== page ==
Aug 122021
 

Words Matter 2019 is a collaborative installation comprised of several component projects that each foregrounds a specific word or set of words in order to explore the many ways that words themselves matter in our social worlds. Words Matter 2019 was exhibited at the HASTAC (Humanities, Arts, Science, and Technology Alliance and Collaboratory) conference hosted by the University of British Columbia in Vancouver, Canada in May 2019.

The installation and its individual constitutive projects investigate the complexities of language and censorship, writ large, centered on the premise that words matter in their constitution, in their use, in their absences, and in their evolutions. Development of the first edition of Words Matter began in response  to reports from media outlets in December 2017 that the U.S. Centers for Disease Control (CDC) had prohibited seven words from appearing in budgeting proposals. The words were diversity, entitlement, transgender, vulnerable, fetus, science-based, and evidence-based [1]. Later reports, however,suggested that the words were not explicitly banned but rather merely listed as possible red flags for reviewers [2]. These later reports, which attempted to assuage anxieties about censorship under the current administration, are indicative of a wider misunderstanding of the nature of censorship, which Words Matter 2019 investigates. Censorship may take the form of outright prohibition, such as forbidding Indigenous language usage in schools [3]. It may take more subtle forms, such as the argument that concealed weapons on college campuses will have a chilling effect on expression [4]. It may take the form of mediated aphasia as in the failures of auto-correct on digital devices to recognize words like feminism, vagina, or rape [5].Words Matter addresses these various forms of censorship by investigating: the prescriptive politics of word usage as enacted through censorship, prohibition, enforcement, and insistence (e.g. Knight, J. Nguyen); the multiple and contested meaning of words either across histories or existing in polysemy (e.g. Andic, Asgharpour, Coknar, Delight, T. Nguyen, Peyrano); and mediations between word as abstraction and word as material manifestations addressing the material-semiotic (e.g. Knight, Llamas-Rodriguez).

Through the many component projects and their remediation of evocative, controversial, and mundane words–often considered ephemeral and immaterial–into more concrete, tangible, and sensorial forms,  Words Matter 2019 asks viewers to consider the many materialities of language and censorship. The participating artists–including students and faculty–selected specific words on which to center their projects, including the seven CDC words as well as contested language such as “cute,” “labor,” “oriental,” “refugee,” “LGBTQIA,” “security,” “thug,” and “border.” The mixed media installation of projects range in sample material forms, including video of embroidery, clay, 3D fabrication, garment-making, papercraft, software development, and Turkish coffee reading. The projects that cohere together to constitute Words Matter 2019 assert that words are not just important; words matter.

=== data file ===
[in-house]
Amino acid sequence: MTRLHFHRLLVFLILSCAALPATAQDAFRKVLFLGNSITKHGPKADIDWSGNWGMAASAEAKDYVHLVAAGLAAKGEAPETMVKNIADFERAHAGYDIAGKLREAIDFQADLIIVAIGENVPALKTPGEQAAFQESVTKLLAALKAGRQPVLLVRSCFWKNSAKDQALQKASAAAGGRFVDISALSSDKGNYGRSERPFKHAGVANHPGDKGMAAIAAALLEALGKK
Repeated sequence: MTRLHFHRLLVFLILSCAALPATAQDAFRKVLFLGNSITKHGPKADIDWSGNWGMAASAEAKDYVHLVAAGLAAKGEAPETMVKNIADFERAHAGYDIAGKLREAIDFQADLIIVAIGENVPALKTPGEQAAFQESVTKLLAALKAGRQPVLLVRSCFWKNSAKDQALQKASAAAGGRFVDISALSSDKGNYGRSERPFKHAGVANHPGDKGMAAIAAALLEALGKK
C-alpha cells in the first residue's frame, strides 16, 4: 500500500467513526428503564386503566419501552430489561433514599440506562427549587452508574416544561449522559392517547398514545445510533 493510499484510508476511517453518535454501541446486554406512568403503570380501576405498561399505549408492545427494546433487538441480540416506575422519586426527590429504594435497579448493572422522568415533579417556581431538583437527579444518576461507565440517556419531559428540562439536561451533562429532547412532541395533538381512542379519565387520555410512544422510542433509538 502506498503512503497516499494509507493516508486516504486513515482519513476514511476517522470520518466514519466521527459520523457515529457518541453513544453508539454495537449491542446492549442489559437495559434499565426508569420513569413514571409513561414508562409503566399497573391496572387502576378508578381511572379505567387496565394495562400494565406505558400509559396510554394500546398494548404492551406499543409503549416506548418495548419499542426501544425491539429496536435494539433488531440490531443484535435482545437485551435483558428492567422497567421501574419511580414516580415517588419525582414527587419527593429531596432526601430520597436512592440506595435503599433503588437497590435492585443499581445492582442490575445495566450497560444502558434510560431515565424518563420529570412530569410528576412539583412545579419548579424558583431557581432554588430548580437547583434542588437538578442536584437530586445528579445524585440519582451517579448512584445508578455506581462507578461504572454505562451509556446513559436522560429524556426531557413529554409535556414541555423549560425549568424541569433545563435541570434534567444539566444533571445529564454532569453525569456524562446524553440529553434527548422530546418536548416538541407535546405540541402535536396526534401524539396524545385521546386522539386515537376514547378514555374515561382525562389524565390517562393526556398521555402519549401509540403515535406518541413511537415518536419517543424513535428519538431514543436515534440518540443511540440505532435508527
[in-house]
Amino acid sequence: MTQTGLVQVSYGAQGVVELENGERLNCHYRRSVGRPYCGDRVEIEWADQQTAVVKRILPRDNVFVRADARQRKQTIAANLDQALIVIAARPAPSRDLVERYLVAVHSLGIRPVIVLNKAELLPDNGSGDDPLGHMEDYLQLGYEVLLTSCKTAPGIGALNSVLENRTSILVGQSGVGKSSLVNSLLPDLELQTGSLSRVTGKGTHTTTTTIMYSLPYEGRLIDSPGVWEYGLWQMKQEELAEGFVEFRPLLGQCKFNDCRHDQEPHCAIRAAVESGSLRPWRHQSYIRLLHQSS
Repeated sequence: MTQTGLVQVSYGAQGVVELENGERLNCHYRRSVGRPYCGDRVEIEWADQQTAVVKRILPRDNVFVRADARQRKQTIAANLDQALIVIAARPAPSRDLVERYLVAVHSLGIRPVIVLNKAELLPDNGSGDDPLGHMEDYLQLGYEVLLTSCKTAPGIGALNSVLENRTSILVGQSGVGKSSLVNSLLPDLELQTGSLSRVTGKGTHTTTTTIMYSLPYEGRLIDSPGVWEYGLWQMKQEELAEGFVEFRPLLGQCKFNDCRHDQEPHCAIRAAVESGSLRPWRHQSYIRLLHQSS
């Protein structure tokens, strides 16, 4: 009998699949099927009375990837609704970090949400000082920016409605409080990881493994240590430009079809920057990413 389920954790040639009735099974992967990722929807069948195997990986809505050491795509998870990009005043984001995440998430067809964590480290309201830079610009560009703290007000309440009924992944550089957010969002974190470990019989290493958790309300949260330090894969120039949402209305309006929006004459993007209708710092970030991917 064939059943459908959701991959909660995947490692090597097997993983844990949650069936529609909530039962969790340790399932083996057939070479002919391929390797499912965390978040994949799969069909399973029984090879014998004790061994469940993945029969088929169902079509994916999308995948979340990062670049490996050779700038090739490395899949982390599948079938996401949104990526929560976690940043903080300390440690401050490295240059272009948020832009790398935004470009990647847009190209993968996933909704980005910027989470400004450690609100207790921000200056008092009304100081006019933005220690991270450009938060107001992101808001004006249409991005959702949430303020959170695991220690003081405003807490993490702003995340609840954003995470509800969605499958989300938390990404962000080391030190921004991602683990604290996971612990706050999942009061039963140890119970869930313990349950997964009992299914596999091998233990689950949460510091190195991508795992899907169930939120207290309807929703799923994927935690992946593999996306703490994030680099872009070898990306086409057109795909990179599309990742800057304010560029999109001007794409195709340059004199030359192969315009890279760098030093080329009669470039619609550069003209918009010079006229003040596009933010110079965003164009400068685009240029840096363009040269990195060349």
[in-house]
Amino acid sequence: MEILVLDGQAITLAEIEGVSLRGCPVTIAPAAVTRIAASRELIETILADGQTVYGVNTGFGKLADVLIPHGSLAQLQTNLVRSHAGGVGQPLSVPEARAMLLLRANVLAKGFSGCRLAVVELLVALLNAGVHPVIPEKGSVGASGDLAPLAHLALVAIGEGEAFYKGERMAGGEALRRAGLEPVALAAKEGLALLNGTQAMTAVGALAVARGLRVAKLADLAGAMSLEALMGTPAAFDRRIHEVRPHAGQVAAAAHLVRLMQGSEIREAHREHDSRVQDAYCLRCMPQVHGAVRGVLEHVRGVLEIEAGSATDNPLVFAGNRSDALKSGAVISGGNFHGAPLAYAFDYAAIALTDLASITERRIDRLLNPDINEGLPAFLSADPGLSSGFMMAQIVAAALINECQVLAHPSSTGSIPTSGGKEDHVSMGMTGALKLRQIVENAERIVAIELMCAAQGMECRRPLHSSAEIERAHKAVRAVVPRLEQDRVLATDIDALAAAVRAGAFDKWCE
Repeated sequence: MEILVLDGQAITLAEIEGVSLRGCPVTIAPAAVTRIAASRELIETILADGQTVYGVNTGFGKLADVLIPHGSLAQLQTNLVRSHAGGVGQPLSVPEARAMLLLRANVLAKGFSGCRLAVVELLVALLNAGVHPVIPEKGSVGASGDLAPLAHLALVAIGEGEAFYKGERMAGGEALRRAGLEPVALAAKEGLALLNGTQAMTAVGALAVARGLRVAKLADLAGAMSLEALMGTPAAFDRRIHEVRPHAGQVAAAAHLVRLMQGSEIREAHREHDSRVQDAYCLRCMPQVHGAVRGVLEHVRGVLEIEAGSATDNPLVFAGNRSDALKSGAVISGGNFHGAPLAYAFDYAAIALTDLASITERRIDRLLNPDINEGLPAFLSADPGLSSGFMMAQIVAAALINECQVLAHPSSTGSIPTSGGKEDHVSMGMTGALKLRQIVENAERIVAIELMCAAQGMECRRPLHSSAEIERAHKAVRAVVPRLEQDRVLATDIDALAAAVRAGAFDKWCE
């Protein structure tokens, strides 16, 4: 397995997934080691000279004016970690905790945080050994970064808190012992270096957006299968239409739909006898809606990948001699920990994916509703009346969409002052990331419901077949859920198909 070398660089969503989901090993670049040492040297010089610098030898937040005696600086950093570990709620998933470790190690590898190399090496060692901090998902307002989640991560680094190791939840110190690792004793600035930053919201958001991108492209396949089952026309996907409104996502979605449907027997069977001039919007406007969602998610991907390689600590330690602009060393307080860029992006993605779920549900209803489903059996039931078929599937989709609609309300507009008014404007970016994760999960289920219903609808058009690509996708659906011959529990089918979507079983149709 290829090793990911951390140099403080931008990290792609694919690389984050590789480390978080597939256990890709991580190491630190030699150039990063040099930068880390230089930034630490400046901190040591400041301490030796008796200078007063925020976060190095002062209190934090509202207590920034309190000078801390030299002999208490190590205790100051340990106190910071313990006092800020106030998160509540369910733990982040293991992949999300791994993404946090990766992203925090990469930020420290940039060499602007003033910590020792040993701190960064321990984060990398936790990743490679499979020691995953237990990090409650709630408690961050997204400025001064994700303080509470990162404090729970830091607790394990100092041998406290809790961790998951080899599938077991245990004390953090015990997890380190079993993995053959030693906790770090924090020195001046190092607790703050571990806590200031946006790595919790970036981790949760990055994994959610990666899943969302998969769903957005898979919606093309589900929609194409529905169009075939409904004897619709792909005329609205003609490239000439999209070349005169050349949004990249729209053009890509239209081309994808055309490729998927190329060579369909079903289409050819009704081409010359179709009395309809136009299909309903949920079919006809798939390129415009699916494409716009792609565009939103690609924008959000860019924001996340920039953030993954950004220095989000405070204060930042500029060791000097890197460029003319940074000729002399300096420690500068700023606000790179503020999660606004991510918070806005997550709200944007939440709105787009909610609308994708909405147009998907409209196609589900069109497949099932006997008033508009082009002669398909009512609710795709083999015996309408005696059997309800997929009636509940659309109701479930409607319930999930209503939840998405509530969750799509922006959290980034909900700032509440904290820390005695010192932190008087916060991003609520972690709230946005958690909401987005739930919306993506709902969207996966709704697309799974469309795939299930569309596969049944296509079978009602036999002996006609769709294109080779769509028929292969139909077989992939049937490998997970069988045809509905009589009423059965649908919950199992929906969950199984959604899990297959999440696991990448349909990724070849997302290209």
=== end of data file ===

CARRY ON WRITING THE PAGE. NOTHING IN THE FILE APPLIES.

Words & Installations

Dis-orienting Fortune by Atanur Andıç

  • Word: Oriental
  • Mixed Digital Media
  • Dis-orienting Fortune was made as part of the exhibition series called “Words Matter” that was presented in Hastac Conference in 2019 Vancouver, Canada. It reimagines how the word “Oriental” in its culturally charged meaning can be criticised from artificial intelligence perspective. In this experience, the sewed illustration on the fabric represents an unfolded interpretation of Turkish coffee cup after being used and dried. The LCD however, loops a sequence of questions that asks whether if the audience also sees what had already been said about the fortune of the person who drank the coffee. The installation aims to present a surreal instance where the eastern belief of destiny is fused with the western sense of progress. In this exhibition, participants witness with an endless loop where the codification of the coffee reading ritual becomes a self-doubt of the technical system that as a result breaks down the ideological norms that were attached to the historicised dualism of the eastern and western civilisations.

Love Letters by Emma Delight

  • Word: LGBTQIA+
  • Mixed Media
  • A participatory project that draws attention to the uniqueness and importance of LGBTQIA+ sexual identities and orientations.

Cute?! by Tước Nguyễn

  • Word: Cute
  • Textile Media
  • I am more than “cute.” I am more than just a number. This word assumes a sense of immaturity, innocence, or lack of knowledge. I am mature, I am not that innocent, and I have obtained a wealth of knowledge. I am not afraid to be vulnerable; I am delicate, fragile, and sensitive. I have thick skin, I am sharp, and I am versatile. I have an aggressive attitude, and I pursue my goals with relentless persistence.